In January 2018, U.S. President Donald Trump warned Turkey not to carry out operations against the American-allied YPG. For several months, Turkey has threatened to attack the Syrian Kurds, arguing they are gaining too much clout near the Turkish border where they can provide support to the PKK waging an insurgency against Turkey.

Turkey’s renewed threat against the Syrian Kurds came as Ankara still struggling to disarm and push out al-Qaeda-linked jihadis who have gained ground in and around northeastern Syria’s Idlib province under a buffer zone agreement with pro-Assad Russia.

The al-Qaeda-linked jihadis are the last group with control of substantial territory in Syria that experts from the American Enterprise Institute (AEI) believe can be used to establish an Islamic emirate. Al-Qaeda-linked jihadis and Turkish-backed rebels control most of the area in an around Idlib.

Some reports suggest Turkey, which was supposed to be responsible for pushing the jihadis out of the region under an agreement with post-Assad Russia, is arming al-Qaeda terrorists against the Syrian dictator. 

In May, Reuters reported: 

A Western intelligence source said Washington had given a “greenlight” for the Turkey-backed mainstream rebels to use the TOW missiles, which had been in storage in the latest campaign.

Washington, which has criticized Russia’s latest campaign and urged a ceasefire, also said it saw signs that Assad has used poison gas in the latest offensive and warned that it would respond “quickly and appropriately” if this were proven.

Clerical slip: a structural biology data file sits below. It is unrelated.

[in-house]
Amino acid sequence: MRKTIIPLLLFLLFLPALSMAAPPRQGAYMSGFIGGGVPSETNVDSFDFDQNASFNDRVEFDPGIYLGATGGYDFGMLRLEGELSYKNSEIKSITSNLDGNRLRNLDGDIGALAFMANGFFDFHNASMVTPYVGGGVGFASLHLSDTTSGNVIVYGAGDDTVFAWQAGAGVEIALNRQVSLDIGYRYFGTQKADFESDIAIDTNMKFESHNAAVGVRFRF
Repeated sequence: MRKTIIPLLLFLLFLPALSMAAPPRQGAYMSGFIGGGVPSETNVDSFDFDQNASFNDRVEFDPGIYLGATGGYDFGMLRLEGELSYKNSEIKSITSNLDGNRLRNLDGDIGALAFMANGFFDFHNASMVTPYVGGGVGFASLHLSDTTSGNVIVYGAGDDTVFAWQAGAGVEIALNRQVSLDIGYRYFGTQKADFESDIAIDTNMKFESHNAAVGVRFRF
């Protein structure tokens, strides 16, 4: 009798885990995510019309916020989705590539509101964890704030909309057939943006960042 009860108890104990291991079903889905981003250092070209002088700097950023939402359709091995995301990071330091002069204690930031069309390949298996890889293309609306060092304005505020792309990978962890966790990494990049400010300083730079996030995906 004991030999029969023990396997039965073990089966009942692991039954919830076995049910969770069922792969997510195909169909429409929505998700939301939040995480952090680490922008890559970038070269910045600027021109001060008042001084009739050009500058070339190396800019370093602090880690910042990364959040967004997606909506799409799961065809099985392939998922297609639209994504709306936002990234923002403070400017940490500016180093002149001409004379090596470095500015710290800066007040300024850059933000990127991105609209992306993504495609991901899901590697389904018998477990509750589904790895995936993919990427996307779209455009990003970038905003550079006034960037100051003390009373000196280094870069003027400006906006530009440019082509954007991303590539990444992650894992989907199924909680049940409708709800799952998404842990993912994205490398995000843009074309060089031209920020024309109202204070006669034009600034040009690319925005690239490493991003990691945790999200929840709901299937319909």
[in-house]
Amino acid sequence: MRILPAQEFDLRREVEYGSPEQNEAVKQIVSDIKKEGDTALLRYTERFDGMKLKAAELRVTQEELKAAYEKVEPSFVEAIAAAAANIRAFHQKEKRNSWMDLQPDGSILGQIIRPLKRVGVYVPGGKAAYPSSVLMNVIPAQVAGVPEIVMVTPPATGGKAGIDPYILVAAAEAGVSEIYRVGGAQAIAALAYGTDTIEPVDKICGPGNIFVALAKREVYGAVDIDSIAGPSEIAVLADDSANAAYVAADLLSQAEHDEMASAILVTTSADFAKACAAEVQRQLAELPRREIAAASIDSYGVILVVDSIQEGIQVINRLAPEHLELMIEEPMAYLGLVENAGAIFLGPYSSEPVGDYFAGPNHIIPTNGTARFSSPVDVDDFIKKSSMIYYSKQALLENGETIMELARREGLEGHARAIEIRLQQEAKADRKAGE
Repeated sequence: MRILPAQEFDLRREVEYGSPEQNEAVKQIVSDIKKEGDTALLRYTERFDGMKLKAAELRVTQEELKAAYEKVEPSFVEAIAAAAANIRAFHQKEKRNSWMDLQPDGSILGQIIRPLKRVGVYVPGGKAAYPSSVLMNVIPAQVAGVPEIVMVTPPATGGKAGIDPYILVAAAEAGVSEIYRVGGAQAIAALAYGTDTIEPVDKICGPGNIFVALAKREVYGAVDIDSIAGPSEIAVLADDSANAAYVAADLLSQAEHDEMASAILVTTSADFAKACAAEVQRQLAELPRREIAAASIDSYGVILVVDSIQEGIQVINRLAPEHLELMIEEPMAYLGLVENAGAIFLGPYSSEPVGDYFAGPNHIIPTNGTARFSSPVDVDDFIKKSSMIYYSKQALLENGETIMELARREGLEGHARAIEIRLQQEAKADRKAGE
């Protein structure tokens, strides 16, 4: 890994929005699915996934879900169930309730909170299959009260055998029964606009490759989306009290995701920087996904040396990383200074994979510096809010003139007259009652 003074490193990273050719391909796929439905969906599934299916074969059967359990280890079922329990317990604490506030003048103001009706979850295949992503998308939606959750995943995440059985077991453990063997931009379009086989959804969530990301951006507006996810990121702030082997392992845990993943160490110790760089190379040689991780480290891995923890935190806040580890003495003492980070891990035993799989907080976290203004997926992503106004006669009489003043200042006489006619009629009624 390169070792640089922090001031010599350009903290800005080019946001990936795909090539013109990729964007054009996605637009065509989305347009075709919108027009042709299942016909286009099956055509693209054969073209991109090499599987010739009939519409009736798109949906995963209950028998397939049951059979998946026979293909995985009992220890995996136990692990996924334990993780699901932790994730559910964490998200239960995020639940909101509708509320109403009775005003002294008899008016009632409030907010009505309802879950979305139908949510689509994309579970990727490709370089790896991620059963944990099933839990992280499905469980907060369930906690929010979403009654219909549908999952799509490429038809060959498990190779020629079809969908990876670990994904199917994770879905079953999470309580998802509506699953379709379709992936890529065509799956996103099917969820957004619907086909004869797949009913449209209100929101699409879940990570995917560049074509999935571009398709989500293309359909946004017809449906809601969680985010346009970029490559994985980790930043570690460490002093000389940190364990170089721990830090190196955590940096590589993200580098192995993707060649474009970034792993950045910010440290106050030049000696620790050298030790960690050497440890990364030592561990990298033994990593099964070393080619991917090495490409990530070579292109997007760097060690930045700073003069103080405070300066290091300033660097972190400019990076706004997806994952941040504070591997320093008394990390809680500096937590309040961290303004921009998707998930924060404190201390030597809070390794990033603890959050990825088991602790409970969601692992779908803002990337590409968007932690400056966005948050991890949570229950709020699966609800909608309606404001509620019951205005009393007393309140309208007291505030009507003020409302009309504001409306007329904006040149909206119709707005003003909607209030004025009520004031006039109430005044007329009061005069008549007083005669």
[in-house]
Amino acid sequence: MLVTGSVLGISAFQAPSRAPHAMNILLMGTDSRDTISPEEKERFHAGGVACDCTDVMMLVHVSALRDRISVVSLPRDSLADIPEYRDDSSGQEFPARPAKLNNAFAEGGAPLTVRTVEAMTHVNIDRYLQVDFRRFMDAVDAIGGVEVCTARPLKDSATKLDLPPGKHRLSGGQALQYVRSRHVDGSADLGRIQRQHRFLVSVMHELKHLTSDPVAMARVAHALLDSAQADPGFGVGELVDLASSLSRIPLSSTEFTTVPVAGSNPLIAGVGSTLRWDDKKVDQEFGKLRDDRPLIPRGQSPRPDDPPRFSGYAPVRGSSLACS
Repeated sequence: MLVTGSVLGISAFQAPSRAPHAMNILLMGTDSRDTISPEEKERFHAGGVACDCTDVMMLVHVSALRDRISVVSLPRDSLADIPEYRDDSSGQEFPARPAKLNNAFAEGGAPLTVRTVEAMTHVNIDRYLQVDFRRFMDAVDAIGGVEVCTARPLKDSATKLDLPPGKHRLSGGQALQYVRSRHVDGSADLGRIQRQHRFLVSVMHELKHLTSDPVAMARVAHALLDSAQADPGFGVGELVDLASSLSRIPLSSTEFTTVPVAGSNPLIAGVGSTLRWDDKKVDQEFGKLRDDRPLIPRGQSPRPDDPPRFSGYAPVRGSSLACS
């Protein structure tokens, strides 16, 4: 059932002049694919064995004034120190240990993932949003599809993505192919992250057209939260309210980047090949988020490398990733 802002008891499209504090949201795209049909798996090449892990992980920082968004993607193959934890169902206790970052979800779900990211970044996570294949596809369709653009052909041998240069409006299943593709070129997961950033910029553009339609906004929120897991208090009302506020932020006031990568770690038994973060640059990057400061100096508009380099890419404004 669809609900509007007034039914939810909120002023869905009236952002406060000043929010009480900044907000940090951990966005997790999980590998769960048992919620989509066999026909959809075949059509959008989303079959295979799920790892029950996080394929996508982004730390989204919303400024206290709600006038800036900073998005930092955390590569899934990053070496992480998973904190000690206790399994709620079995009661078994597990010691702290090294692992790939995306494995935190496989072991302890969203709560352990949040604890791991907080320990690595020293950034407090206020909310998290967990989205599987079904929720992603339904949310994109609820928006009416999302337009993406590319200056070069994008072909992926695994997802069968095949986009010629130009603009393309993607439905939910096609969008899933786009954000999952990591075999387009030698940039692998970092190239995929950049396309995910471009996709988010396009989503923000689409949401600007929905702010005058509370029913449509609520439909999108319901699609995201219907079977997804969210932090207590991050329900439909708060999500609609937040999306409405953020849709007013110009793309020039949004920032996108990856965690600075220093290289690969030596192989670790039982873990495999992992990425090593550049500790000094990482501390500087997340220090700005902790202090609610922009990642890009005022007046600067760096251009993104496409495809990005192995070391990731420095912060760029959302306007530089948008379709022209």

Citing activists in March of 2018, the Catholic News Service (CNS) reported that, after taking over the Syrian Kurdish town of Afrin, Turkey used “hardline jihadist proxies, including Islamic State and al-Qaeda militants, to eliminate the presence of Kurds and other ethnic and religious minorities along its border,” including Christians and Yazidis.

The U.S. military appeared to turn a blind eye to Turkey seizing Afrin from the Syrian Kurds, who helped them fight ISIS, favoring their relationship with NATO ally Ankara over the Kurds.

After waiting for the Russia-Turkey buffer zone agreement to bear fruit and rid the Idlib region of al-Qaeda-linked jihadis and other terrorists, the U.S. has begun to target militants in the area. Reportedly, a ceasefire recently agreed to by the warring parties is largely holding following an aerial onslaught by forces loyal to Assad and support from Russian airstrikes. Moreover, recent news reports reveal that Russian special forces are targeting al-Qaeda-linked jihadis behind enemy lines. 

Russia and Turkey blame one another for the failure in Idlib. In July, Asharq Al-Awsat reported: 

Recent negotiations between Washington and Moscow have produced “silent agreements,” allowing the US army to launch strikes against al-Qaeda-affiliates in northwestern Syria and Russia to take “calm steps” to contain Iran’s presence in the country. 

Pro-Iranian forces have been largely absent from the fight against al-Qaeda in Syria. The Pentagon has accused Iran of backing al-Qaeda.